Imagine you receive a letter informing you that unauthorized credit card transactions were charged in your name. You call to report the issue only to discover that you are a victim of new account fraud, in which someone stealing your identity opens an illegitimate bank, loan or credit card account to incur fraudulent charges in your name. These accounts are rarely reported and can lead to large financial losses and serious legal problems.
Criminals targeting new account fraud attack a variety of industries and services, including online banking, iGaming sites, dating websites, e-commerce platforms, financial institutions and mortgage companies. These criminals use stolen or synthetic identities to commit fraud, leaving victims facing huge monetary losses and legal troubles.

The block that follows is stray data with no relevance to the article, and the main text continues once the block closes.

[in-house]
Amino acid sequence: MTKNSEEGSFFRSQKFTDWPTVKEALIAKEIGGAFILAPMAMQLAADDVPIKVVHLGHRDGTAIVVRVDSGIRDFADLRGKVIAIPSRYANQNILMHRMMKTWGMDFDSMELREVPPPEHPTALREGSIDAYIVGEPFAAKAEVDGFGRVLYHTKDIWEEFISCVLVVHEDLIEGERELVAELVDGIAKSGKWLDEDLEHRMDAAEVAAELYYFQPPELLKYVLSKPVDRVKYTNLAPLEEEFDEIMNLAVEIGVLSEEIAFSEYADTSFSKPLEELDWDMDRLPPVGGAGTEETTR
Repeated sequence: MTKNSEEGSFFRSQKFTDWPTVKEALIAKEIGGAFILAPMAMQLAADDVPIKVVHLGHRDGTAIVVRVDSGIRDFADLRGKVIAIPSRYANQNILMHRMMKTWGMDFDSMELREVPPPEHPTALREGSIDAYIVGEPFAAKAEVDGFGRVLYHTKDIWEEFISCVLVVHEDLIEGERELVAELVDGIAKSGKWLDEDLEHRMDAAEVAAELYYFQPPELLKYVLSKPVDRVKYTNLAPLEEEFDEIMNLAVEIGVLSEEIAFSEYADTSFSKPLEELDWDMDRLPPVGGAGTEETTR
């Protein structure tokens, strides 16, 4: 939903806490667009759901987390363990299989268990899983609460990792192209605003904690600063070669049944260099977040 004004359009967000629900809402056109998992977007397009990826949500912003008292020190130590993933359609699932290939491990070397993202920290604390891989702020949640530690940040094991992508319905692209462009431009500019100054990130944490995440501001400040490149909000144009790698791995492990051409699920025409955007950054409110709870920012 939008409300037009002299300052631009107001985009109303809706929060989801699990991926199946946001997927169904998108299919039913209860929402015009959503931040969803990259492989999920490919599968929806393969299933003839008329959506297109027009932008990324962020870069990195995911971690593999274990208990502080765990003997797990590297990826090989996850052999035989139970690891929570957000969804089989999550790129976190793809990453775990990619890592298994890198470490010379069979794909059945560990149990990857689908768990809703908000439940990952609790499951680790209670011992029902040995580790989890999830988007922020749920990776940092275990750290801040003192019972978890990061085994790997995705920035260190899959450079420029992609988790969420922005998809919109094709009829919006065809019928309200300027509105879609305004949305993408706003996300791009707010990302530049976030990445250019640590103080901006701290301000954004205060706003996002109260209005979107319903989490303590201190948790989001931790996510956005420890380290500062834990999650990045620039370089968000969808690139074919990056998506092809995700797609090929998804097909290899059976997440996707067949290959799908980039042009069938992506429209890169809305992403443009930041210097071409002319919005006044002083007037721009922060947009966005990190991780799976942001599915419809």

Defending the Digital Frontier: Understanding and Preventing New Account Fraud
New account fraud is often committed within the first 90 days of an account’s opening, giving fraudsters time to make deposits and withdrawals to avoid detection and to establish a legitimate pattern of activity. This gives fraudsters a higher chance of avoiding chargebacks and reducing their risk of prosecution.
To identify new account fraud, look for a mismatch between the address on the presented ID and the home address provided in the application. Fraudsters also provide their addresses or a real mail drop address to prevent the victim from receiving notifications related to the account. Similarly, look for applicants over 25 years of age without any history of financial transactions on their credit bureau report or with other banks. This can indicate a fraudster is using an established social security number to open a new account.